Moving onto the gameplay side of things, The Awakened Fate Ultimatum ends up being surprisingly pedestrian for an NIS game, with it being built around a roguelike formula most comparable to that of the Mystery Dungeon games. Each chapter presents you with a new ten-floor dungeon to explore, filled with randomly generated levels, heaps of enemies, and piles of semi-useful loot. As expected some degree of perma-death is in effect as well, in this case making it so that when you fall while exploring the dungeon you lose all your items and equipment, which make up a large chunk of the progression in this game. The one new meaningful addition that AWU brings to this well-worn format is the “Deitize” system, which allows you to change into a powered-up angel or devil form at the cost of a quickly drained but fast replenishing resource. Every enemy in the game embodies either angel or devil power and using whatever form is opposite to them will allow you to do extra damage and mount a stronger defense. This means that you need to be smart about activating the right form at the right time so you can deal with every enemy in a room in the most efficient way possible, while also trying to be conservative with your powers so that you can make sure you’ll have enough of the resource available to save yourself from a bad situation. It’s somewhat reminiscent of Ikaruga in that sense, though proper use of this mechanic is not nearly as necessary and dire as it is in that game. Aside from that though the mechanics here are all pretty bog-standard, including things such as throwing items, fusing weapons for minor stat boosts, and leveling up (though the primary thing you’re leveling is the specific stats of your Deitized forms). Not that there is anything wrong with being simple or familiar, it makes the gameplay really easy to settle into and play for vast stretches of time without even realizing it, but it’s just not very engaging or exciting which ends up making The Awakened Fate Ultimatum feel like the club soda of the JRPG world.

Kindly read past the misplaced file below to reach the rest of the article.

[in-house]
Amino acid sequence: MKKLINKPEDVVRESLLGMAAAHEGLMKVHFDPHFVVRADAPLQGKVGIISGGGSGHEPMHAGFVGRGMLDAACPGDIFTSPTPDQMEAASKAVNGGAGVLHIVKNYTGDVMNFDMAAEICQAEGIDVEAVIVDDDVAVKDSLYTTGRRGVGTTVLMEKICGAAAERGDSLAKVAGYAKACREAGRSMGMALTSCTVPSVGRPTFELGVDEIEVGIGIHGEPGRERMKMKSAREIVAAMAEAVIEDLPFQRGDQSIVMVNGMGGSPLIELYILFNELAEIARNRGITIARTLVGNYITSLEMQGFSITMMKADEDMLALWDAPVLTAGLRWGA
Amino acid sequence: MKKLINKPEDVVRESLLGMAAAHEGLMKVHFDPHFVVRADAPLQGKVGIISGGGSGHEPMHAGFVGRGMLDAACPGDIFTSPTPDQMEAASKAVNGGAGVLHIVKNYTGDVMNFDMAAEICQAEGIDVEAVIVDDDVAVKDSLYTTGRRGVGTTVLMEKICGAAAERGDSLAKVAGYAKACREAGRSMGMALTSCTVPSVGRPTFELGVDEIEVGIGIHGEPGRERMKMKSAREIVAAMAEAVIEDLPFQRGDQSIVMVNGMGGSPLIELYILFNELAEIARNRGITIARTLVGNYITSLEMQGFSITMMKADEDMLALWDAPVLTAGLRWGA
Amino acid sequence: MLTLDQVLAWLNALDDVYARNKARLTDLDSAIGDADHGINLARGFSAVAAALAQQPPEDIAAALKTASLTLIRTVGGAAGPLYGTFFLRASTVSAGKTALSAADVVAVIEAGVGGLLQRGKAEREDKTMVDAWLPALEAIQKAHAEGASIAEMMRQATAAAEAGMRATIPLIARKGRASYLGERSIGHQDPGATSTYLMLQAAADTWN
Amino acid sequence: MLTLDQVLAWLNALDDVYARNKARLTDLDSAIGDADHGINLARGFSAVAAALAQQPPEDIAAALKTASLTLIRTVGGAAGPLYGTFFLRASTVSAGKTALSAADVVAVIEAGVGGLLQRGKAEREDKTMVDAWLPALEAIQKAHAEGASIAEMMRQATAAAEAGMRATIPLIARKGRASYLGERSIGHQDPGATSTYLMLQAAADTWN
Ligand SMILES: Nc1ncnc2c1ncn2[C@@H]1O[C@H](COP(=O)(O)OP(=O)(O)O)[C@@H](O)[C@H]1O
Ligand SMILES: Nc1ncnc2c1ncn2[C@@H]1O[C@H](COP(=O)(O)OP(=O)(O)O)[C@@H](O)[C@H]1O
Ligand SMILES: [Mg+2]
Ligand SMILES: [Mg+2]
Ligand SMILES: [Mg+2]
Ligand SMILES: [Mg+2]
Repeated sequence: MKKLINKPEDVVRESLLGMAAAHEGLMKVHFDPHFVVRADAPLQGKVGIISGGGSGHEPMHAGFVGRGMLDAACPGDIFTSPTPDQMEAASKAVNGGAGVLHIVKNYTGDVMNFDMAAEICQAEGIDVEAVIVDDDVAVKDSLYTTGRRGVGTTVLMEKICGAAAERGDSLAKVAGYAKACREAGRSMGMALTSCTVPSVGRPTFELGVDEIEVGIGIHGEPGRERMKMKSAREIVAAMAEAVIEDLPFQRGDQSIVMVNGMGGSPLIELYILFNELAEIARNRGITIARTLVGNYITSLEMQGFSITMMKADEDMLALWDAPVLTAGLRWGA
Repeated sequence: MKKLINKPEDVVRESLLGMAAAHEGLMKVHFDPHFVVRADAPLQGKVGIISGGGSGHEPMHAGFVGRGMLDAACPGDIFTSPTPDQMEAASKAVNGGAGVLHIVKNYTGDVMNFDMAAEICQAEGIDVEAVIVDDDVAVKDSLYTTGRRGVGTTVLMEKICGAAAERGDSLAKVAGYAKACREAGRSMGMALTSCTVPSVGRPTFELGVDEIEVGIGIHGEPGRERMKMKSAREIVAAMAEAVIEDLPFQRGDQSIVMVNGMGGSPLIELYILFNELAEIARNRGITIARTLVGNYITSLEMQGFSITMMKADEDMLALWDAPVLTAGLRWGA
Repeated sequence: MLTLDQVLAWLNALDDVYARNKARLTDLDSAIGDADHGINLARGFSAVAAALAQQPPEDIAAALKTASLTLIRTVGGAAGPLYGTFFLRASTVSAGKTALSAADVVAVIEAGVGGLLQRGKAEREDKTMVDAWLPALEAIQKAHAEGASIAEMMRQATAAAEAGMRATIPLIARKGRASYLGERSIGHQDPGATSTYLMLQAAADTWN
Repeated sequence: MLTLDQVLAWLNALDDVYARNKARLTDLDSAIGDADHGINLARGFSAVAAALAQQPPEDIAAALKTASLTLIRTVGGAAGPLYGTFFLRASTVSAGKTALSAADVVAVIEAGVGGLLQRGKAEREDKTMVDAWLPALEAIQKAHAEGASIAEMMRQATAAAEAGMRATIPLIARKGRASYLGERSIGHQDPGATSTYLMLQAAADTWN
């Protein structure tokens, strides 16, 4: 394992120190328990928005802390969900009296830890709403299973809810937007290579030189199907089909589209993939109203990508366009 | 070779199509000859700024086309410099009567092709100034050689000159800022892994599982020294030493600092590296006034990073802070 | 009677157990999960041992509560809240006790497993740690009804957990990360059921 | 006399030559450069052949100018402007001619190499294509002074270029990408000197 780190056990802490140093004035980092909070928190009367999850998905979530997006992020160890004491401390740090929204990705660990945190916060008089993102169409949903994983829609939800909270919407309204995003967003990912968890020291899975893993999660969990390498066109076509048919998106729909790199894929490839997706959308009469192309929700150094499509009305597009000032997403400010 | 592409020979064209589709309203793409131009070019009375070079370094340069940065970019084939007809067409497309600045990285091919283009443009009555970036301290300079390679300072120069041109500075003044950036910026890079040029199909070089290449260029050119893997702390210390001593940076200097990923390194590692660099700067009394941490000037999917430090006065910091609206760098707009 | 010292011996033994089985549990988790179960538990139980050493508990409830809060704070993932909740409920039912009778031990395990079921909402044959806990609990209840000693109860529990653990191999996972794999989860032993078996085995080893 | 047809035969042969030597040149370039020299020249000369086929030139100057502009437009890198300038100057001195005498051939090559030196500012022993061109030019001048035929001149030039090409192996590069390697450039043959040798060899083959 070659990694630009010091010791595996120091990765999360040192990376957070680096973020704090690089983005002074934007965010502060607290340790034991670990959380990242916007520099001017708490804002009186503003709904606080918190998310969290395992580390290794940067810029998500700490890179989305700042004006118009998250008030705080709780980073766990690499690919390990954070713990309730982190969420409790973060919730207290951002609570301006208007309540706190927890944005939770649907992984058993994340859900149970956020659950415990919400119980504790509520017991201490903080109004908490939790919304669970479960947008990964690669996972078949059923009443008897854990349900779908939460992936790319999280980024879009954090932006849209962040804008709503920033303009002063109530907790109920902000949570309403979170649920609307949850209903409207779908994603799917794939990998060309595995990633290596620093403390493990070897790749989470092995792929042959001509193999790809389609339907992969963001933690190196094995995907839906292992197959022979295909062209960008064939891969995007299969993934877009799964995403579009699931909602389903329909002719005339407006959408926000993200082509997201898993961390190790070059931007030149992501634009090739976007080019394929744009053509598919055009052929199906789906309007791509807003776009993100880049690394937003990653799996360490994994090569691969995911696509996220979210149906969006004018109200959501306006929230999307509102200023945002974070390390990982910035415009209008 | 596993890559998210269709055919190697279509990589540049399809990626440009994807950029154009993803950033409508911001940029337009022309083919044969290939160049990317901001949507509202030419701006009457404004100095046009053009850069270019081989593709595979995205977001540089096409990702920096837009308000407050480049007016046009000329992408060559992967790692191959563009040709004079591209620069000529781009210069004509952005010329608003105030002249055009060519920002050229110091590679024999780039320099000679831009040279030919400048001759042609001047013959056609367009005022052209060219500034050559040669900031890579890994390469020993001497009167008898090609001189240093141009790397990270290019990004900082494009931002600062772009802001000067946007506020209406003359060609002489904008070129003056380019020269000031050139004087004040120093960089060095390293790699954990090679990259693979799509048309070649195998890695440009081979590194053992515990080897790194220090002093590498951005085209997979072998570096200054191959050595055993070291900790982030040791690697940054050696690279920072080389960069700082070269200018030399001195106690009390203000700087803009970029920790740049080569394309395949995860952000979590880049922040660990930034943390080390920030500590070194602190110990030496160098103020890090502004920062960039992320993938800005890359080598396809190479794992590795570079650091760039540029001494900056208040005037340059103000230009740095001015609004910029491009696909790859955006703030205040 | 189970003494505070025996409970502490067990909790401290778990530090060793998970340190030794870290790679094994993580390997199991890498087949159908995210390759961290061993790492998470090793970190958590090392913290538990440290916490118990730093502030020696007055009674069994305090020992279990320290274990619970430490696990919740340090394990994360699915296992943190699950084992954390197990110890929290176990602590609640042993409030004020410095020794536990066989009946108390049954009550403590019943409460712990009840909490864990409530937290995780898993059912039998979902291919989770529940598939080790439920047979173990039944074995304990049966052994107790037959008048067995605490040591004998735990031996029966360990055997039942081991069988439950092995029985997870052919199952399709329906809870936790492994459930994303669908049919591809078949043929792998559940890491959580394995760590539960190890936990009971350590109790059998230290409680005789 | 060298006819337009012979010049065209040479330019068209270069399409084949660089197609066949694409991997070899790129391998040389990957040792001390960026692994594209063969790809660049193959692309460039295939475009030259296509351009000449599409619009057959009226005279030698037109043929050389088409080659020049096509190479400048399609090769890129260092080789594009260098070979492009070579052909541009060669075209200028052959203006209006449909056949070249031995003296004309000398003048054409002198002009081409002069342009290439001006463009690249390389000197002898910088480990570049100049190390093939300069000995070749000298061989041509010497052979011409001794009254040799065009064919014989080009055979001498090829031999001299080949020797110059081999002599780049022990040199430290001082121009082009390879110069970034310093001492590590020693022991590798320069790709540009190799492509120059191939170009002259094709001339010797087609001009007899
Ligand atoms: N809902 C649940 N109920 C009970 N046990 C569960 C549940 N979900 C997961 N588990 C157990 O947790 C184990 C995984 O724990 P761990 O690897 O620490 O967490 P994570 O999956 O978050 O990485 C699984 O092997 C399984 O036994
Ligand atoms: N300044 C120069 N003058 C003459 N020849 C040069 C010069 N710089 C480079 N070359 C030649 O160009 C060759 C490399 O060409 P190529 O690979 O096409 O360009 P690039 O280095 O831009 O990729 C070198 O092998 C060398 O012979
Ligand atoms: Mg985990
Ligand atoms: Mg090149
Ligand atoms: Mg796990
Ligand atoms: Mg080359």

In terms of presentation, it’s clear that this game was given a rather small budget and they stretched it as far as it would go; I say that because The Awakened Fate Ultimatum is absolutely rife with asset reuse. Dungeon tile sets, enemy models, and cut scene backgrounds are recycled constantly and the story is poorly stretched in ways that allow them to visit the same locations and events repeatedly. That said there’s enough overall variety in the assets that the repetition doesn’t feel too overbearing and the general quality of it all feels decent enough. I will say that there is a certain sense of incongruity though between the dialog driven chunks of the game and the dungeon delving roguelike segments, with the latter having a cutesy cartoon look that clashes with the more serious anime aesthetic of the former. As for the sound design, it’s all fairly well done; the voice acting feels competent and the music is pleasant if not very memorable.
While I appreciate NIS trying out something new with its storytelling and genuinely enjoyed some of the ideas The Awakened Fate Ultimatum lays out with its curiously muddy choices, the gameplay ended up being too bland to really grab me. That said it’s a good lazy Sunday sort of game, perfect for when you’re too out of it to play anything demanding and just need some simple dungeon crawling pablum to chew on for a few hours. As such I’m giving The Awakened Fate Ultimatum a 3 out of 5 stars; it’s worth a look if you’re in the mood for something simple with the occasional decent story hook, but I found the experience to be more shallow and rote than I would have liked.